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Give rural junior doctors the training opportunities they need, where they need them: AMA

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Governments nationwide have been urged to work together to create a rich network of rural training opportunities for junior doctors to help boost the medical workforce in country areas.

Concerns are mounting that the health of Australians living in rural and regional areas will slip further behind that of city dwellers as the rural medical workforce ages and access to health services becomes increasingly difficult.

The extent of the problem has been underlined by figures showing that, in 2012, there were 394 doctors for every 100,000 people living in the major cities, compared with just 222 per 100,000 in remote and very remote areas.

In its Position Statement on Regional Training Networks, released early this month, the AMA has proposed that governments collaborate to develop regional training networks (RTNs) which will provide quality opportunities for junior doctors to advance their training in country areas, increasing the likelihood that they will stay on and practice in rural communities.

Most efforts to boost practitioner numbers outside the cities focus on the creation of medical schools in regional centres or enticing doctors already established in practice to uproot their lives and move to the country.

But AMA President Associate Professor Brian Owler said evidence showed that one of the most effective ways to bolster the rural medical workforce was to help trainee doctors already living and working in country areas to complete their training there.

“Many medical students have positive training experiences in rural areas, but prevocational and specialist medical training often requires a return to metropolitan centres,” A/Professor Owler said. “At this point in their lives, trainees develop personal and professional networks that are important to their future life and career path, and many are less likely to return to practise in rural areas.

“RTNs would enable junior doctors to spend a significant amount of their training in rural and regional areas, only returning to the city to gain specific skills.”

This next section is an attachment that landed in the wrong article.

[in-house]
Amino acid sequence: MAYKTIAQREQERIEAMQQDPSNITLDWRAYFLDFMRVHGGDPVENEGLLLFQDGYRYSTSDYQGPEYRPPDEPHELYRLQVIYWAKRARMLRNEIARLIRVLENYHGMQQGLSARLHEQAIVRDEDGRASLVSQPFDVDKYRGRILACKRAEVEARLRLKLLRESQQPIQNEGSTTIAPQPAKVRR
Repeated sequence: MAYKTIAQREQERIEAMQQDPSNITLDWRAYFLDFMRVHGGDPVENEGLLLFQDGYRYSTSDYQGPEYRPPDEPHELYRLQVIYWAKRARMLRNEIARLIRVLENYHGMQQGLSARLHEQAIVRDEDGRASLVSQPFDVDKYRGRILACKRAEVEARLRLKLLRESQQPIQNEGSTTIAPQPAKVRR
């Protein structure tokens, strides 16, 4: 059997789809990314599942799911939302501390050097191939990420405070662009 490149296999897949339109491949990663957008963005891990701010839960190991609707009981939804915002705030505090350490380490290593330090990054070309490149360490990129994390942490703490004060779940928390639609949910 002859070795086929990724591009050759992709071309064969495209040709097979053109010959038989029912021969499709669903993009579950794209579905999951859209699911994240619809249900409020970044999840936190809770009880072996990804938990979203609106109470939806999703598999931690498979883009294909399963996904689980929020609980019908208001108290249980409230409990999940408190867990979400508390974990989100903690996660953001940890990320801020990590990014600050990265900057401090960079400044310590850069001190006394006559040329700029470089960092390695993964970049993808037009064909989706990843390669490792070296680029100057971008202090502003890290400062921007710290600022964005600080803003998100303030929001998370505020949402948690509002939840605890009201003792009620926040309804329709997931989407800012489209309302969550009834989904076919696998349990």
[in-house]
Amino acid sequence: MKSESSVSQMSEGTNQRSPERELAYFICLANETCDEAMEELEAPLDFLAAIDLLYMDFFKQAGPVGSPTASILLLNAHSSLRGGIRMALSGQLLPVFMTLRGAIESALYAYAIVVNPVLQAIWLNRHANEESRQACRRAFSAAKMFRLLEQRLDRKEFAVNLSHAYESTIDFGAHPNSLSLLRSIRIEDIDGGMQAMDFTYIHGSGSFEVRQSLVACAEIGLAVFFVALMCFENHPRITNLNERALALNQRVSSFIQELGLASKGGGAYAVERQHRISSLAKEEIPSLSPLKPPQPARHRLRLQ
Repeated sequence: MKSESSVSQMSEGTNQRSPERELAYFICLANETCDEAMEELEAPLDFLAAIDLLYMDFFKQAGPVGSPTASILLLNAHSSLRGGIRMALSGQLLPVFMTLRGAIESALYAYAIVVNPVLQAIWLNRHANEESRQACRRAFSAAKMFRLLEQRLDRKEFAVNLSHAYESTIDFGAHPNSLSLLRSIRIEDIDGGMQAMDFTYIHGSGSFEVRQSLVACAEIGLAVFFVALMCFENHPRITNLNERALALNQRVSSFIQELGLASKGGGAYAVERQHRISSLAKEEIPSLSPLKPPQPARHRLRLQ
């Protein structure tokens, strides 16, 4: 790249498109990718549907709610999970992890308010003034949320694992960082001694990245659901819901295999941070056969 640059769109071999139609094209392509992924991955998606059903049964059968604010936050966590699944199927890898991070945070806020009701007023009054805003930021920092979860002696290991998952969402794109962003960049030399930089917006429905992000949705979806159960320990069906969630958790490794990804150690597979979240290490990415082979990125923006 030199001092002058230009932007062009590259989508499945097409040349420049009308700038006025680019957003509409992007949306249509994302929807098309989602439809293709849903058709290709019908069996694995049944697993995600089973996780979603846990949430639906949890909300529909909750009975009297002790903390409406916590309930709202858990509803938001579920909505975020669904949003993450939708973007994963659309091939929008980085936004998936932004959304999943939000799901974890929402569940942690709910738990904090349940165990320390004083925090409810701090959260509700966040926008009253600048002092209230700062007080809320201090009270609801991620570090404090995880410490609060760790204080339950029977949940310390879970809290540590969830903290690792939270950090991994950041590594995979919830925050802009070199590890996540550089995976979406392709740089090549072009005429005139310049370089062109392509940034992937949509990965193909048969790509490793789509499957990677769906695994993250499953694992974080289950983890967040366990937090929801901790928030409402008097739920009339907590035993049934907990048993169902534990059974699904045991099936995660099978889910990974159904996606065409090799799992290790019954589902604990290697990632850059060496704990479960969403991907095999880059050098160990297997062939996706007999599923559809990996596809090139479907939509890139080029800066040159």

A/Professor Owler said the idea made sense because of the increasing pressure on vocational training places caused by recent rapid growth in the number of medical school graduates.

He said investment had already been made in training medical students in regional centres, so it was only logical to give these graduates local prevocational and specialist training opportunities as well.

“We currently recruit almost a quarter of medical students with rural backgrounds, and almost a quarter of Australian medical students go through rural clinical schools,” A/Professor Owler said. “We have the graduates – now we need effective training pathways to convert into them into a well-distributed workforce for the future.”

In its Position Statement, the AMA said that building and maintaining a critical mass of doctors within a region was important, not only to improve the viability of practices but also to enhance professional development and increase training opportunities.

It said that to work effectively, RTNs must have flexible entry and exit points, and the support provided to junior doctors rotating from metropolitan to country areas – such as housing support and transport and relocation payments – should also be extended to those rotating from rural to metro areas.

A/Professor Owler said the creation of RTNs should be part of a comprehensive set of policies to address regional and rural medical workforce shortages.

“The development of RTNs would help to promote careers in regional and rural centres and improve patient access to medical care,” he said. “If doctors have a good training experience in a rural area, they are more likely to stay.”

The AMA held up the South West Victorian Regional Hub established by the Royal Australasian College of Surgeons as an example of an RTN.

Through the Hub, junior doctors get general surgery placements in regional hospitals in Geelong, Ballarat, Warrnambool and Hamilton, and partnerships have been established with Melbourne’s St Vincent’s and Alfred hospitals to provide further specialised rotations.

The AMA Position Statement can be viewed at position-statement/regional-training-networks-2014

Adrian Rollins

 

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